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5 practical tips to take control of your debt

Debt problems can have a huge impact on your life. A 2008 survey by the Legal Services Research Centre found that 7 per cent of people had problems with debt and that health problems resulting from debt stress were costing the NHS in excess of £2 billion every year.

If you want to avoid ill health, worry and the impact of debt on your family and social life, it’s essential that you take control of your debt. However, getting to grips with your store cards, overdrafts, credit cards and loans can be tough. So, we’ve put together this five step guide which gives you practical tips to take control of your debt. Keep reading to learn more.

1. Work out what debts you have

In order that you can successfully come up with strategies to deal with your debts, you should first spend time working out your total accumulated borrowing. If you have a number of debts such as loans or credit cards, this might be a challenging and emotional process. Many people with debt problems believe that ignoring the debts make them easier to deal with. Ignorance is sometimes bliss.

Before you can tackle your debt problem you need to know exactly what the problem is. Work out what you owe and separate these into ‘good’ and ’bad’ debts. ‘Good’ debts are those which have been taken out to buy something which will appreciate in value. Your mortgage, a ‘buy to let’ mortgage on a property generating rent or a student loan may be considered ‘good’ debts.

Your priority should be clearing your ‘bad’ debts. These are debts which simply take money out of your bank account every month. Personal loans, overdrafts, credit cards and store cards are examples of ‘bad’ debts and should be your priority.

2. Make a plan

The first step to tackling your debt is to make a plan. By knowing how much debt you have you can start working out how much surplus income you have and how you might begin to pay it off.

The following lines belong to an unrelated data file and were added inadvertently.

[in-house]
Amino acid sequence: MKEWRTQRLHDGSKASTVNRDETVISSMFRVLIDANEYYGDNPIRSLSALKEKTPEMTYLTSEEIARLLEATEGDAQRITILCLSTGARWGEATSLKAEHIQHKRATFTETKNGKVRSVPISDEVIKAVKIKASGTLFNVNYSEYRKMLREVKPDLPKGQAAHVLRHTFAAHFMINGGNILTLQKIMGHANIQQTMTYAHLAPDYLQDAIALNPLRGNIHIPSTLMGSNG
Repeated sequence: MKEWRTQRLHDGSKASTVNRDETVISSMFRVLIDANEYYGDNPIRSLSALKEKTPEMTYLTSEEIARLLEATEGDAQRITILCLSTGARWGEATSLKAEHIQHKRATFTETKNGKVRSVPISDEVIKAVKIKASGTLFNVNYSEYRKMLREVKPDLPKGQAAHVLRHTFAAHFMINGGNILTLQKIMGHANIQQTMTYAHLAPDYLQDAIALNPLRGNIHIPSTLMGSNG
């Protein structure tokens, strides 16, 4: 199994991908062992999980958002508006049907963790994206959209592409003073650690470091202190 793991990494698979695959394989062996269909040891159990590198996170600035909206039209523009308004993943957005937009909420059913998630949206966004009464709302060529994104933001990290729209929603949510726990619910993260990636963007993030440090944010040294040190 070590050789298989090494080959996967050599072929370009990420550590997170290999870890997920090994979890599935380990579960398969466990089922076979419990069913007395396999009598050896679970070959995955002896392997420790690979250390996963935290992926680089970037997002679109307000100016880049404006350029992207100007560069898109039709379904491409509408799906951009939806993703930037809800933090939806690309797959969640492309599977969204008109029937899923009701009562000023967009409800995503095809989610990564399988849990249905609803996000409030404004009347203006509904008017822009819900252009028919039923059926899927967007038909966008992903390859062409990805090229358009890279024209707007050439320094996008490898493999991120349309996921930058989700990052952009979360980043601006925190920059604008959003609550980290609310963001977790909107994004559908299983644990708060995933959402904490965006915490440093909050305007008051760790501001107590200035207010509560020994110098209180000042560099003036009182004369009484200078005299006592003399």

Careful budgeting is a key part of this process. Work out how much disposable income you have each month and then work out how you can allocate any surplus income to your debts so can you start paying them off.

3. Pay your bills on time

Making late payments is one of the worst things you can do if you’re trying to clear your debt and improve your financial position. There are two main reasons why late payments can have such a negative impact.

Firstly, late payments to cards and loans can affect your credit rating. The BBC recently reported the case of a 24 year old that had been refused a mortgage simply due to one late store card payment two years ago.

Mortgage expert Ray Boulger says: “Even if you have a very small credit blemish on your record, something as simple as a ten pound phone bill you haven't paid, it could be enough to mean you could be rejected from a mortgage.”

So, if you pay your bills late, it’s unlikely that you will be accepted for other borrowing in future. For example, it may make it hard for you to transfer a credit card balance to a good rate.

Secondly, making late payments to loans or credit cards can result in financial penalties. If you make a late payment you will generally face a fee and you may also pay a higher interest rate. In addition, if you are on a promotional interest rate with a lender – perhaps a low credit card balance transfer rate – you will often lose your eligibility for that deal if you’re late with your payment.

Always make sure you make at least the minimum payment on time.

4. Pay more than the minimum payment

If you only make the minimum payment to your debts, you will find that it can take years to repay the debt in full. Often, you will find that your minimum payment will barely cover your monthly interest charge, meaning you are hardly paying anything off your actual debt.

If you can, try to pay more than the minimum payment on your debts each month. And, you should focus on debts with higher interest rates first and try and clear these debts before the others.

Paying more than your minimum payment will help you get out of debt much faster.

5. Consolidate your debt

If you have lots of unsecured debts, you are probably paying a high interest rate on some of these borrowings. So, consolidating your debts can be an excellent way to simplify your finances and pay off your debt more quickly.

Consolidating various high interest debts into one manageable monthly payment – often at a lower interest rate – helps you pay off your debt more quickly and reduce your total interest payments.

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